Stage One designs and fabricates innovative solutions for the creative industries. Their ability to solve problems in unusual ways sets them apart from their competitors, as does their continual investment in digital technologies.
Henrik Von Scheel, the originator of Industry 4.0, explains why the globally transformative shift matters and - more importantly - how manufacturers can start applying the tools and techniques within their own operations.
Mike Bristow, COO for manufacturing logistics at DHL, took to the main stage at Manufacturing Leaders’ Summit 2019 to share insights from DHL’s latest edition of its Trend Radar, which captures the development of society, business and technology.
Today’s global value chains and the end-to-end processes that underpin them, from raw material extraction and processing through to consumer fulfilment and end-of-life disposal, reuse or recycling, have been built on a paradigm of localised production nodes and globalised flows.
Productivity, profitability and efficiency many have been at the centre of how companies are managed for the past 30 years, but, increasingly, all companies - from start-ups to global giants - now pay attention to business sustainability.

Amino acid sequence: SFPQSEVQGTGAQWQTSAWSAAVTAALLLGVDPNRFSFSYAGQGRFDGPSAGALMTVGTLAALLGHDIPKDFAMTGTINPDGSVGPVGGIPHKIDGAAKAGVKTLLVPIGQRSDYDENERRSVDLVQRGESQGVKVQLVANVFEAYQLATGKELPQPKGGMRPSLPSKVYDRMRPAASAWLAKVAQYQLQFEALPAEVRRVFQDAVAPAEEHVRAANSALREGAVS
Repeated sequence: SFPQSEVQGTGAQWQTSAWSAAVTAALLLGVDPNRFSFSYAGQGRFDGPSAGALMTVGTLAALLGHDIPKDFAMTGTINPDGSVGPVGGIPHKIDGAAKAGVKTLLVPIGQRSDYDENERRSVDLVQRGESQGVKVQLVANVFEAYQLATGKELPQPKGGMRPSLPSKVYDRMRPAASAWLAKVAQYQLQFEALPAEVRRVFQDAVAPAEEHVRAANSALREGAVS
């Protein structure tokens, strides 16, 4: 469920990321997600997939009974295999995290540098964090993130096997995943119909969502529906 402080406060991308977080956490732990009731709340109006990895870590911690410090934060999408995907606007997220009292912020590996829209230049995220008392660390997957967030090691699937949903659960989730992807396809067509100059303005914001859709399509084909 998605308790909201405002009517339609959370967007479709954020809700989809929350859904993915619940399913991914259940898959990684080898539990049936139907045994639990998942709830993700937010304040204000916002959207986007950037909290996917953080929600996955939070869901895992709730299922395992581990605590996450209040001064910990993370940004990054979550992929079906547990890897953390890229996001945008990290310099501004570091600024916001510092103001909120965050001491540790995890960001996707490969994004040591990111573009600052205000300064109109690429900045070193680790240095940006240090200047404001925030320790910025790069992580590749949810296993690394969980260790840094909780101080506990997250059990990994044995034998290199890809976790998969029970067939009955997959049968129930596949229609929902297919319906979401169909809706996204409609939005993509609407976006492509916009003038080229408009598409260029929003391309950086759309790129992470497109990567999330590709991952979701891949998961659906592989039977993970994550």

Today, supply chain networks span the globe, with the digital revolution multiplying both opportunity and complexity. As a result, the combination of the need for speed and growing big data volumes can cause existing supply chain planning processes to overload.
Matthew Wells took to the main stage at Manufacturing Leaders’ Summit 2019 to discuss how manufacturers are already optimising their activities using industrial data – delivering productivity gains that support their sustainability, financial and operational goals.
Manufacturing supply chains are at a pivot point. Optimisation is moving from node to network, planning and decision frequency is changing from periodic to real-time and the supply chain itself is evolving from ‘one-size-fits-all’ to a market segment size of one.